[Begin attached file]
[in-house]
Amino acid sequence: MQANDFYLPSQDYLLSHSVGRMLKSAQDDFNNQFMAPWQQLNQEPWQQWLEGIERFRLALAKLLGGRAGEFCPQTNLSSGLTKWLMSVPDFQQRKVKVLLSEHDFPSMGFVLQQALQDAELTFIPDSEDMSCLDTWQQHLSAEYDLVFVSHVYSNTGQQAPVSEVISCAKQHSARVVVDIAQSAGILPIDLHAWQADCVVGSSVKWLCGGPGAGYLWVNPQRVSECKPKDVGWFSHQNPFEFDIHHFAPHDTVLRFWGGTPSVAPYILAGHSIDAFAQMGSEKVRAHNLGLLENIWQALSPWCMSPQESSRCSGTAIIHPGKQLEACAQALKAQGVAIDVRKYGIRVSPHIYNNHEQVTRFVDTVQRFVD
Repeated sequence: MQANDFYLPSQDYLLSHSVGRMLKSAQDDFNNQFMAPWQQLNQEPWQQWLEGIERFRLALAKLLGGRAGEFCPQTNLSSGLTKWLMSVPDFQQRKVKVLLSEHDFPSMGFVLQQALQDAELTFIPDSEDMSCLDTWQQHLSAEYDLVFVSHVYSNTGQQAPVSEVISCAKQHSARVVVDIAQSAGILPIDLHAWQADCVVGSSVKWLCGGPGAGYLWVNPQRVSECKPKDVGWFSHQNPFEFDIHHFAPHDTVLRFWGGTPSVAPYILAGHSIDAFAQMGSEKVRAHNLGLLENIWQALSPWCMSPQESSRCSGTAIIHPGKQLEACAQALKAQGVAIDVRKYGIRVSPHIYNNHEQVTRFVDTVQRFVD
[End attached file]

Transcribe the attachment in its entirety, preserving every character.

[in-house]
Amino acid sequence: MQANDFYLPSQDYLLSHSVGRMLKSAQDDFNNQFMAPWQQLNQEPWQQWLEGIERFRLALAKLLGGRAGEFCPQTNLSSGLTKWLMSVPDFQQRKVKVLLSEHDFPSMGFVLQQALQDAELTFIPDSEDMSCLDTWQQHLSAEYDLVFVSHVYSNTGQQAPVSEVISCAKQHSARVVVDIAQSAGILPIDLHAWQADCVVGSSVKWLCGGPGAGYLWVNPQRVSECKPKDVGWFSHQNPFEFDIHHFAPHDTVLRFWGGTPSVAPYILAGHSIDAFAQMGSEKVRAHNLGLLENIWQALSPWCMSPQESSRCSGTAIIHPGKQLEACAQALKAQGVAIDVRKYGIRVSPHIYNNHEQVTRFVDTVQRFVD
Repeated sequence: MQANDFYLPSQDYLLSHSVGRMLKSAQDDFNNQFMAPWQQLNQEPWQQWLEGIERFRLALAKLLGGRAGEFCPQTNLSSGLTKWLMSVPDFQQRKVKVLLSEHDFPSMGFVLQQALQDAELTFIPDSEDMSCLDTWQQHLSAEYDLVFVSHVYSNTGQQAPVSEVISCAKQHSARVVVDIAQSAGILPIDLHAWQADCVVGSSVKWLCGGPGAGYLWVNPQRVSECKPKDVGWFSHQNPFEFDIHHFAPHDTVLRFWGGTPSVAPYILAGHSIDAFAQMGSEKVRAHNLGLLENIWQALSPWCMSPQESSRCSGTAIIHPGKQLEACAQALKAQGVAIDVRKYGIRVSPHIYNNHEQVTRFVDTVQRFVD